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Different man-overboard manoeuvres may be required, depending upon the situation prevailing and the type of ship involved.

There are three basic situations: 1. "Immediate action" situation: asualty is noticed on the bridge and action is initiated immediately! ". "Delayed action" situation: asualty is reported to the bridge by an eye #itness and action is initiated #ith some delay! $. "%erson missing" situation: %erson is reported to the bridge as "missing". &hen a ship ma'es full speed ahead, the follo#ing three standard manoeuvres are used: 1. (ingle turn )"*+, manoeuvre-: .udder hard over )in an "immediate action" situation, only to the side of the casualty-! after deviation from the original course by "/+,, rudder to midship position and stopping manoeuvre to be initiated.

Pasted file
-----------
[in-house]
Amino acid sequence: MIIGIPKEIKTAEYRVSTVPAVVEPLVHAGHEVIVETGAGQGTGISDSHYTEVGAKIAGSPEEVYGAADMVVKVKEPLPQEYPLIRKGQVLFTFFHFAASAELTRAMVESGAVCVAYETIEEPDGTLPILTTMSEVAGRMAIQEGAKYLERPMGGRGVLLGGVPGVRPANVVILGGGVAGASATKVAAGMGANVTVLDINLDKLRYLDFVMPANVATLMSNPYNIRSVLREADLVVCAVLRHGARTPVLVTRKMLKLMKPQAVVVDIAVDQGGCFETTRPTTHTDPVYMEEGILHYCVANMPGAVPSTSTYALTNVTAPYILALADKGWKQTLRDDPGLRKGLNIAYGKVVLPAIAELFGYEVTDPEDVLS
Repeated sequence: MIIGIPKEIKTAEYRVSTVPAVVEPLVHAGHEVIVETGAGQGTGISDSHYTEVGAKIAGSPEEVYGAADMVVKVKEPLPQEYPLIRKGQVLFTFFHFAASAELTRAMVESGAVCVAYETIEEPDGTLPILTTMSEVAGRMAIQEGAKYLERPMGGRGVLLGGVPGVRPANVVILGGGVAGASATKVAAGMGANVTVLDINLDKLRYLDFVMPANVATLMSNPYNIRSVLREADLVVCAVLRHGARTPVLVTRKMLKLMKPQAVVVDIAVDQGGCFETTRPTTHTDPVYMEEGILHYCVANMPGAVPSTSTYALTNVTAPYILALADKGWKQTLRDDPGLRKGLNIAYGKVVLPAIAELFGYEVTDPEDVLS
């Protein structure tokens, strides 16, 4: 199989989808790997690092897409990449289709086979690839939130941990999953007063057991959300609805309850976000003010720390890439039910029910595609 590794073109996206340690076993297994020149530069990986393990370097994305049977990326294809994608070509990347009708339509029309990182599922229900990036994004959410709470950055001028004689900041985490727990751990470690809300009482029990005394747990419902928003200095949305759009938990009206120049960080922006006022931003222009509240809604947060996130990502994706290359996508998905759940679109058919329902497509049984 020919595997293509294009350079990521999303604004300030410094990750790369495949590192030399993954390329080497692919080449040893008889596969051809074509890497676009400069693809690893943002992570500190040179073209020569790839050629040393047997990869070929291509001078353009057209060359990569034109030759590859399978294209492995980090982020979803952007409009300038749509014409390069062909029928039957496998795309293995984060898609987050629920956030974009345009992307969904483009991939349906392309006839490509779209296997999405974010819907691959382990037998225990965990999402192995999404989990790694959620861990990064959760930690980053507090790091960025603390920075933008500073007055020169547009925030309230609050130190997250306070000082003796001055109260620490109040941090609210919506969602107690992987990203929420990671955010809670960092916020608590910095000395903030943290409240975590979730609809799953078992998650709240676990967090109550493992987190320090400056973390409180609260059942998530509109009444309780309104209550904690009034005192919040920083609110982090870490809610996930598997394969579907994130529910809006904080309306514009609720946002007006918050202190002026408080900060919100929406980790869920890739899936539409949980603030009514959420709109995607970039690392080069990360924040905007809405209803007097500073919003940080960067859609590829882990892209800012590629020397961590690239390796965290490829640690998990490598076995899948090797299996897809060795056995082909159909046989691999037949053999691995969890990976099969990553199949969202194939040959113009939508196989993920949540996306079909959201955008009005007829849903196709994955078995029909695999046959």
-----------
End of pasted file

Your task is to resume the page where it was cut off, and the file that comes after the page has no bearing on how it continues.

". &illiamson turn: rudder hard over )in an "immediate action" situation, only to the side of the casualty-! after deviation from the original course by 0+,, rudder hard over to the opposite side! #hen heading "+, short of opposite course, rudder to midship position and ship to be turned to opposite course.

$. (charno# turn )not to be used in an "immediate action" situation.-: rudder hard over! after deviation from the original course by "1+,, rudder hard over to the opposite side! #hen heading "+, short of opposite course, rudder to midship position so that ship #ill turn to opposite course.

2o#adays these manoeuvrers are not used any more on board modern ships: 3%( and electronic charts have a "man overboard button" #hich records the ship4s position and give the navigator the bearing and the distance from the point #here the person fell. )courtesy of .yndam-